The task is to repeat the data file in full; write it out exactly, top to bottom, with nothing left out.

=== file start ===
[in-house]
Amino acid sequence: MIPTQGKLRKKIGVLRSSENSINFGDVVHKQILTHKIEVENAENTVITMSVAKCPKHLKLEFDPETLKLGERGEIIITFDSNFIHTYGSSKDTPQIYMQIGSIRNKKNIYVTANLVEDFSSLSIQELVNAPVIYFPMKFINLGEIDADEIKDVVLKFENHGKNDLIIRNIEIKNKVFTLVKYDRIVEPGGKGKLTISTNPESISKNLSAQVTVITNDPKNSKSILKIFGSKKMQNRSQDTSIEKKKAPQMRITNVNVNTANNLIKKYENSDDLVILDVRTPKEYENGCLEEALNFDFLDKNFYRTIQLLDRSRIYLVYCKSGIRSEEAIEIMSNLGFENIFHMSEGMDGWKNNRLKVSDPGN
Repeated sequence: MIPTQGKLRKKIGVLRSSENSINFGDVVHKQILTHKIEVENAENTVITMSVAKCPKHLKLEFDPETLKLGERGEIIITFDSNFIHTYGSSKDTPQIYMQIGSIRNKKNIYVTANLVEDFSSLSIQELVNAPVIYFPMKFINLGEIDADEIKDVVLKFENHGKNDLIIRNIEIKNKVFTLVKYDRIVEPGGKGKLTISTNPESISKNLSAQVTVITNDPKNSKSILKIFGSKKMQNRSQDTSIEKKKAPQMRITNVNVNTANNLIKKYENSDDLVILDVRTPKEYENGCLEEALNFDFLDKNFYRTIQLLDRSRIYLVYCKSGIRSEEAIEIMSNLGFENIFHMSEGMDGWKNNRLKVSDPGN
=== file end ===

[in-house]
Amino acid sequence: MIPTQGKLRKKIGVLRSSENSINFGDVVHKQILTHKIEVENAENTVITMSVAKCPKHLKLEFDPETLKLGERGEIIITFDSNFIHTYGSSKDTPQIYMQIGSIRNKKNIYVTANLVEDFSSLSIQELVNAPVIYFPMKFINLGEIDADEIKDVVLKFENHGKNDLIIRNIEIKNKVFTLVKYDRIVEPGGKGKLTISTNPESISKNLSAQVTVITNDPKNSKSILKIFGSKKMQNRSQDTSIEKKKAPQMRITNVNVNTANNLIKKYENSDDLVILDVRTPKEYENGCLEEALNFDFLDKNFYRTIQLLDRSRIYLVYCKSGIRSEEAIEIMSNLGFENIFHMSEGMDGWKNNRLKVSDPGN
Repeated sequence: MIPTQGKLRKKIGVLRSSENSINFGDVVHKQILTHKIEVENAENTVITMSVAKCPKHLKLEFDPETLKLGERGEIIITFDSNFIHTYGSSKDTPQIYMQIGSIRNKKNIYVTANLVEDFSSLSIQELVNAPVIYFPMKFINLGEIDADEIKDVVLKFENHGKNDLIIRNIEIKNKVFTLVKYDRIVEPGGKGKLTISTNPESISKNLSAQVTVITNDPKNSKSILKIFGSKKMQNRSQDTSIEKKKAPQMRITNVNVNTANNLIKKYENSDDLVILDVRTPKEYENGCLEEALNFDFLDKNFYRTIQLLDRSRIYLVYCKSGIRSEEAIEIMSNLGFENIFHMSEGMDGWKNNRLKVSDPGN